How many of those people even need to be there? Most of them have half their family there that doesn't even have any business with the court that day.

This is a big can of worms to open. The focus should be on what can be done to require PPC to have less people all at once, have it by appointment and to not sign a new contract with them as Phatfrog suggests.

Instead we focus on the people standing outside who are required to be there.
November 12, 2011 at 12:39pm
yes, these people are apparently being called the "dregs" of society. Chances are good, they are a lot of peoples' next door neighbors. It's so silly in my opinion. They are there waiting to go in after work. They have families and homes and some, are ,I agree ,habitual offenders. But they are humans. They are not bothering a thing. Maybe the disgrace is that Woodbury has so many citizens on probation. If there were more intervention as youth, maybe when they get older, they won't be standing on the streets embarassing the prominent citizens of Woodbury. And yes, PCC makes a lot of money! If Cannon county took probation over it would be quite a few dollars for something. Maybe they could use the money to build a place where the youth could meet to have activities, such as Boy scouts and girl scouts. My son's scout troop has an extremely hard time finding any place in the whole town of Woodbury willing to accomodate a meeting 2 times a month. So much for youth intervention!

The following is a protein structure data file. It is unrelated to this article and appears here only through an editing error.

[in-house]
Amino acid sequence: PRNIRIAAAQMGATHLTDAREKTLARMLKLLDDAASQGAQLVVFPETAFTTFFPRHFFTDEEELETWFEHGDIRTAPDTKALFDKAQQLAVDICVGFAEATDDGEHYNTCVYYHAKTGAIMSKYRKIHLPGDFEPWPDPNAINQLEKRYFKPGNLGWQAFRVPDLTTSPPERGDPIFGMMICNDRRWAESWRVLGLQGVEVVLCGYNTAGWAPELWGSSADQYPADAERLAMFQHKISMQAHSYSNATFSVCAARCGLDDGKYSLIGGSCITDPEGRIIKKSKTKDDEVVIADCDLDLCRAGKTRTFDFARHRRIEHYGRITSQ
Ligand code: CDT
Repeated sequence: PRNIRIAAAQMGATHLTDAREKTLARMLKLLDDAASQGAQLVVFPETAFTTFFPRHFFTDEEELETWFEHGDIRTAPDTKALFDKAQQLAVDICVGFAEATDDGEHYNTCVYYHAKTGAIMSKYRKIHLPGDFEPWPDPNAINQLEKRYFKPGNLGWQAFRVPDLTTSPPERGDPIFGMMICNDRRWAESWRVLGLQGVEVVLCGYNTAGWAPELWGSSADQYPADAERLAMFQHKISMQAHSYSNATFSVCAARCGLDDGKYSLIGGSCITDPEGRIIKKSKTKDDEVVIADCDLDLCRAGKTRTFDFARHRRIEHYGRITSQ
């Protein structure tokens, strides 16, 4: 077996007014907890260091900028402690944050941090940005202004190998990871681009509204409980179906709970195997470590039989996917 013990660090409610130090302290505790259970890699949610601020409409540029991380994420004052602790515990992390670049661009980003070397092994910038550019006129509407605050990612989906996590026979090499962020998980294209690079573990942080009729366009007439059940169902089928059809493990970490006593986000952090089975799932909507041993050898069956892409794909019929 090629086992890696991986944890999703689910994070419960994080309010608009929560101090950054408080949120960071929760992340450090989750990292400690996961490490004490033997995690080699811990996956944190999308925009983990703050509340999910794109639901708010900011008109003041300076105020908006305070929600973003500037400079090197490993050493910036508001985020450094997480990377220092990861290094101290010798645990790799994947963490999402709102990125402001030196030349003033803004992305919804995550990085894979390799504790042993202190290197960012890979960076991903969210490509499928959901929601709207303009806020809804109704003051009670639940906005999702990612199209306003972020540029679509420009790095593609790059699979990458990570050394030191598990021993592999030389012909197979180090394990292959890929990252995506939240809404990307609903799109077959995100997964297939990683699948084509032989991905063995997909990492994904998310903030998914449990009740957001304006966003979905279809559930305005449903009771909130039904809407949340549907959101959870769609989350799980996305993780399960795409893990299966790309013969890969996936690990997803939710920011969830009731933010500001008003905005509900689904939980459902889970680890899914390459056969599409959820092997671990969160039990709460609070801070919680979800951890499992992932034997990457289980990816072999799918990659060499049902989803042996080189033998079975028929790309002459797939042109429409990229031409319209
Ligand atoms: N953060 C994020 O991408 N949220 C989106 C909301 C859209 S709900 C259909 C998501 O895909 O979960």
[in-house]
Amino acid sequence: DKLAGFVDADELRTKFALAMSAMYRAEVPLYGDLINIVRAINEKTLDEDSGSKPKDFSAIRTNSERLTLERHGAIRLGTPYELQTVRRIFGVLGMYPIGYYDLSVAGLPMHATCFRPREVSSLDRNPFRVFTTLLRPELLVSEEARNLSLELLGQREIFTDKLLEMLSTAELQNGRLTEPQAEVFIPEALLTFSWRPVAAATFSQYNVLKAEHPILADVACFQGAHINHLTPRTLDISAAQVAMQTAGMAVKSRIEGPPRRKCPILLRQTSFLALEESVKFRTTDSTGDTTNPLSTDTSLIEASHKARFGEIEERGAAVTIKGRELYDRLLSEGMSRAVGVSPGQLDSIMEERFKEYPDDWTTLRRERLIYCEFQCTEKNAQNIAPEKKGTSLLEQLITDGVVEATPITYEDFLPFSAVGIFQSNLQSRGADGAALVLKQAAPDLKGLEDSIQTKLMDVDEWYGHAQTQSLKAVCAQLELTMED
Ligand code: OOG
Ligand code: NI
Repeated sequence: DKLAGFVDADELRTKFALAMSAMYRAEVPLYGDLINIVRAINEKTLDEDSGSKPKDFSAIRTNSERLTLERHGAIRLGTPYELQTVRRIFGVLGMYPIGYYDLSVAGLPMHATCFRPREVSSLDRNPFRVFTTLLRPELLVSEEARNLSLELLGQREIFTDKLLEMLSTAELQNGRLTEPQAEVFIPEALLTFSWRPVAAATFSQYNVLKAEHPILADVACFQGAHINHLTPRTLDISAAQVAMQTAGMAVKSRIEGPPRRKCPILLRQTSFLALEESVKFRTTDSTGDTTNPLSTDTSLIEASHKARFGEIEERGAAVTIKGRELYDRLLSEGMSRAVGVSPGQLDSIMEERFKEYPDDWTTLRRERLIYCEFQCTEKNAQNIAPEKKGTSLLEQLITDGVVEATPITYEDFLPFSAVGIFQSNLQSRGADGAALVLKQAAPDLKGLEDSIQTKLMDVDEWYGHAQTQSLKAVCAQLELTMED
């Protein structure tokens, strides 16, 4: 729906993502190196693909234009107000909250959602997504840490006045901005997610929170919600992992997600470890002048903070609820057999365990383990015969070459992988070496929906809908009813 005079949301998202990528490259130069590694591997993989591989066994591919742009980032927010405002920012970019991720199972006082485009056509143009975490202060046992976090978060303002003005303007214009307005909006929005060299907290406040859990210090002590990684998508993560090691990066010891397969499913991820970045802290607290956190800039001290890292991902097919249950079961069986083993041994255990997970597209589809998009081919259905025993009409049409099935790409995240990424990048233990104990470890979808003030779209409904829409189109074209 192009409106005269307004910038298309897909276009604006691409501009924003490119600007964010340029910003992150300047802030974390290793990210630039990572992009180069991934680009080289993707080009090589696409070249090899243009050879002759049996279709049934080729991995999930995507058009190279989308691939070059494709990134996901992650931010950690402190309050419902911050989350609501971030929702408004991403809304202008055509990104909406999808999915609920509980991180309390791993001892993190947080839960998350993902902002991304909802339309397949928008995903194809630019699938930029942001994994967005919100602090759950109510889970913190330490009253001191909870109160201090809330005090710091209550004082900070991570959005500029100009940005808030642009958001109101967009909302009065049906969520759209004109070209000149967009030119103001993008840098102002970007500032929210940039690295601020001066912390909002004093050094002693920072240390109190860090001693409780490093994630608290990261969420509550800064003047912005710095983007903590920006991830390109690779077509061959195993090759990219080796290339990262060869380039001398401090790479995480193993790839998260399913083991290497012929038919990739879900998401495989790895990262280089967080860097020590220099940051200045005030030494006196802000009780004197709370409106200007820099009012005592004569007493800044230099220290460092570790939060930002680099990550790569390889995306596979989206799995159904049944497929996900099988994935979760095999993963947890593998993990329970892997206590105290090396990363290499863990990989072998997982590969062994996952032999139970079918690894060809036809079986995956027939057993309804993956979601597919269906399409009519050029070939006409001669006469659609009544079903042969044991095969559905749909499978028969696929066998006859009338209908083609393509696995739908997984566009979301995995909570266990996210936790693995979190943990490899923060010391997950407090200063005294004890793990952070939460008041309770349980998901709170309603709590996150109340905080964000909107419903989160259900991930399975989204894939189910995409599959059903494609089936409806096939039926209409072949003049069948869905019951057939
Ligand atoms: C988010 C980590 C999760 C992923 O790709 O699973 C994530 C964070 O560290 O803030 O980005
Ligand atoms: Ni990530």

November 12, 2011 at 1:45pm
This may sound good to take in 100,000.What will it cost to run this office.It may take more than 100,000? And where will the office be?
November 12, 2011 at 4:03pm